An additional value of the FHI framework is its contribution to overcoming technical and information gaps that are currently some of the most relevant factors hindering effective water governance and IWRM. The application in three different basins showed that a complete overview of the basin’s health can be obtained very quickly with available secondary data for a variety of contexts, and also brought attention to critical data gaps or deficiencies. Assessments like this might be the only source of comprehensive knowledge to tackle water resource issues in countries where the political–administrative structure for water management, informational capacity, and finances are limited.

The applications in Latin America also highlighted the plasticity of the FHI tool to adapt to varying degrees of data availability. Its common platform, simplicity, shared terminology, and comparability of indicators and targets provided a “common language” for multiple institutions to engage in the complex interrelated topics of water resource management. This addresses the fact that IWRM cannot be implemented in a standardized fashion; instead, it must be flexible enough to consider contextual conditions and differences in beliefs, attitudes, norms, etc. (Watson et al. 2019).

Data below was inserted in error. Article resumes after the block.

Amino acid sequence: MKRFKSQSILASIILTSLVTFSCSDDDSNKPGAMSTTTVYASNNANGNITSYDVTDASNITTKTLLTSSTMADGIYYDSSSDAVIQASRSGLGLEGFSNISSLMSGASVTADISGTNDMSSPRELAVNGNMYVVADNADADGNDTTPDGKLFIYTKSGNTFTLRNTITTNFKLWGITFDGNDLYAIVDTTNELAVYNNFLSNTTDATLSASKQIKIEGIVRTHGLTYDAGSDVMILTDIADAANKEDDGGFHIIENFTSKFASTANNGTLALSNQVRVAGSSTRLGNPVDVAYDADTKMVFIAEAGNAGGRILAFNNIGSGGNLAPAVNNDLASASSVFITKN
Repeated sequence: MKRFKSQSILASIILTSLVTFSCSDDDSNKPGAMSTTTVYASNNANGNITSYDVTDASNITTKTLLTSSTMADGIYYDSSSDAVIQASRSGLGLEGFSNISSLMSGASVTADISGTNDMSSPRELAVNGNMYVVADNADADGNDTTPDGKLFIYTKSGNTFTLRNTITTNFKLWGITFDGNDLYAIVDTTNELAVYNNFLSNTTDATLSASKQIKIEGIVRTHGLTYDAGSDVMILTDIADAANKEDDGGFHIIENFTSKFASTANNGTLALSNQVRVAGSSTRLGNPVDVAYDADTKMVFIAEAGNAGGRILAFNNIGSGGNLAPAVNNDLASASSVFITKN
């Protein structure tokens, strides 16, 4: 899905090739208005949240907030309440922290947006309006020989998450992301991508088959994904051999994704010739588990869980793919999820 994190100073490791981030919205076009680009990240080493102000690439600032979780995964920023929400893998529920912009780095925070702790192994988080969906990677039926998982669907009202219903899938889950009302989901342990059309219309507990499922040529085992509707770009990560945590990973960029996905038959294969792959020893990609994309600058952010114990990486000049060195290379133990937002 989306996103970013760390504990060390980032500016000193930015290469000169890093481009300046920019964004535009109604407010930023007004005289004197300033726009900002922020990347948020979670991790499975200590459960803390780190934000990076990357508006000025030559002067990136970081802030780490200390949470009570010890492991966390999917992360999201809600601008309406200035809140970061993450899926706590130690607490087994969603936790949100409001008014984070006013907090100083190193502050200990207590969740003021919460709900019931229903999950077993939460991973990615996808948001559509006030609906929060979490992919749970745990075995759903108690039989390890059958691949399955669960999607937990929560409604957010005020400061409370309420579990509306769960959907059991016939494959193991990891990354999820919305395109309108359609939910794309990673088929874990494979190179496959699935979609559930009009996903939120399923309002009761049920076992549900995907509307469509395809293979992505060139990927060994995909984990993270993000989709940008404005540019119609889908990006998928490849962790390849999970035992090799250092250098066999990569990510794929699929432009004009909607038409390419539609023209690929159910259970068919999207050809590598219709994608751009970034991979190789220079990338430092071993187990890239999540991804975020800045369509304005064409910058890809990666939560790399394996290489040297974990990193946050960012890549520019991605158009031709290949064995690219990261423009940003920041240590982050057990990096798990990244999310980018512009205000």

Finally, water crises are a global issue (Hofste et al. 2019) that, to be solved, require context-based solutions because water is inseparably linked to watersheds and ecosystems (which dictate where, and how much water flows) with a mix of private and public users; making it a resource difficult to manage with a “one-size-fits-all” approach (Vollmer and Harrison 2021). With this study, we have provided clear guidance on how to make such context-based analyses actionable, and our methods can be applied at a variety of scales and situations around the world.